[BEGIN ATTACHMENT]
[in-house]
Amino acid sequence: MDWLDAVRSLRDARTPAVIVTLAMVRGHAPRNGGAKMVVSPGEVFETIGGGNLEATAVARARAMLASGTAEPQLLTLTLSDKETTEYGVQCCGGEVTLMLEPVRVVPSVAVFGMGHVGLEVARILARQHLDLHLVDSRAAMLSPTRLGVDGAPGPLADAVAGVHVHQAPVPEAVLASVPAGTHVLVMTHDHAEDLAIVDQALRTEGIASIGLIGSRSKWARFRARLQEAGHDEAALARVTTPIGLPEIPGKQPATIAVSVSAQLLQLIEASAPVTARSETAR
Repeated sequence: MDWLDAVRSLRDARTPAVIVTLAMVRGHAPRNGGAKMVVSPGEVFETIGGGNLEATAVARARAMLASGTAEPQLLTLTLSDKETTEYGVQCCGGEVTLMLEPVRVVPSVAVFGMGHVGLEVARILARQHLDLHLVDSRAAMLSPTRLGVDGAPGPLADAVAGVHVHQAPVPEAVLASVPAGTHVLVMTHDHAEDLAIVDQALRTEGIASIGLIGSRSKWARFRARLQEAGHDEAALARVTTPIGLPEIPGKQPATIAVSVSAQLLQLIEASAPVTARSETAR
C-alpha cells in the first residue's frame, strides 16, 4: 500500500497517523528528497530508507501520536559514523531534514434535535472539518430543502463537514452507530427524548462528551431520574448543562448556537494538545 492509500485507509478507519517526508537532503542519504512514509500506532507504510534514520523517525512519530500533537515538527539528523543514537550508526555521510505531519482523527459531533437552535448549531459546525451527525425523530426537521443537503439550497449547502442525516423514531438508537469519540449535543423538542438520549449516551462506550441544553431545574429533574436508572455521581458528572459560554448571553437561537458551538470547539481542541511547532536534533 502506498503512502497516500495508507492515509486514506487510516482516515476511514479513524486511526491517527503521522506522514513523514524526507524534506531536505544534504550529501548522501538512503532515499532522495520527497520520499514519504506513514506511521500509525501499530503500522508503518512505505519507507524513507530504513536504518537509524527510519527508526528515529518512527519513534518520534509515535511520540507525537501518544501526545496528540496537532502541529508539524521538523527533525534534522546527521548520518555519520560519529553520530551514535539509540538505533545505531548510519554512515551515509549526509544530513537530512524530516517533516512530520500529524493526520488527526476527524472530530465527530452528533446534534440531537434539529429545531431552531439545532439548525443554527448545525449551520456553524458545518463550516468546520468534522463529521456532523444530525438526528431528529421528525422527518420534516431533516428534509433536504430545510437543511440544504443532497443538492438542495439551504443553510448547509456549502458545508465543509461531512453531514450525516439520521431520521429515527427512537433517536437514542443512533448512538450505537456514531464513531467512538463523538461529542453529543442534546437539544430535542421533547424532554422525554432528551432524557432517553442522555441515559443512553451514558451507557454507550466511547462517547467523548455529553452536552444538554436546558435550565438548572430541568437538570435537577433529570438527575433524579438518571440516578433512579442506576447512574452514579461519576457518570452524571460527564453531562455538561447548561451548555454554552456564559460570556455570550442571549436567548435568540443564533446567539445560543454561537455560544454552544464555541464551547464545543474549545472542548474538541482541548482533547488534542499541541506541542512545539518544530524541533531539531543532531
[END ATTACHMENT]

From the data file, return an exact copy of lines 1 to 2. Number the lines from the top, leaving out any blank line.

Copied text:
[in-house]
Amino acid sequence: MDWLDAVRSLRDARTPAVIVTLAMVRGHAPRNGGAKMVVSPGEVFETIGGGNLEATAVARARAMLASGTAEPQLLTLTLSDKETTEYGVQCCGGEVTLMLEPVRVVPSVAVFGMGHVGLEVARILARQHLDLHLVDSRAAMLSPTRLGVDGAPGPLADAVAGVHVHQAPVPEAVLASVPAGTHVLVMTHDHAEDLAIVDQALRTEGIASIGLIGSRSKWARFRARLQEAGHDEAALARVTTPIGLPEIPGKQPATIAVSVSAQLLQLIEASAPVTARSETAR